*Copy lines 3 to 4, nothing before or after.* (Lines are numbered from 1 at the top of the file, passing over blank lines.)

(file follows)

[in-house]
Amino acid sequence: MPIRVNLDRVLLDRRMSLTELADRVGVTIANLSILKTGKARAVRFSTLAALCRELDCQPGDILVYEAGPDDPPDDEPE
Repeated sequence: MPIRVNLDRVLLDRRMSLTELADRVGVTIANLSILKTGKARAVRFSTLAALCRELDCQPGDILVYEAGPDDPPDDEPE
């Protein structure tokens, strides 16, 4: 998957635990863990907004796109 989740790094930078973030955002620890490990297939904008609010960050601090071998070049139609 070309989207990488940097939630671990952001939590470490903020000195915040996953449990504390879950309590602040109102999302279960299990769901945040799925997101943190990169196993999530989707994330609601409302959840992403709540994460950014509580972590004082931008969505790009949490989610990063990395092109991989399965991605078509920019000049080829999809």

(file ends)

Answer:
Repeated sequence: MPIRVNLDRVLLDRRMSLTELADRVGVTIANLSILKTGKARAVRFSTLAALCRELDCQPGDILVYEAGPDDPPDDEPE
């Protein structure tokens, strides 16, 4: 998957635990863990907004796109 989740790094930078973030955002620890490990297939904008609010960050601090071998070049139609 070309989207990488940097939630671990952001939590470490903020000195915040996953449990504390879950309590602040109102999302279960299990769901945040799925997101943190990169196993999530989707994330609601409302959840992403709540994460950014509580972590004082931008969505790009949490989610990063990395092109991989399965991605078509920019000049080829999809």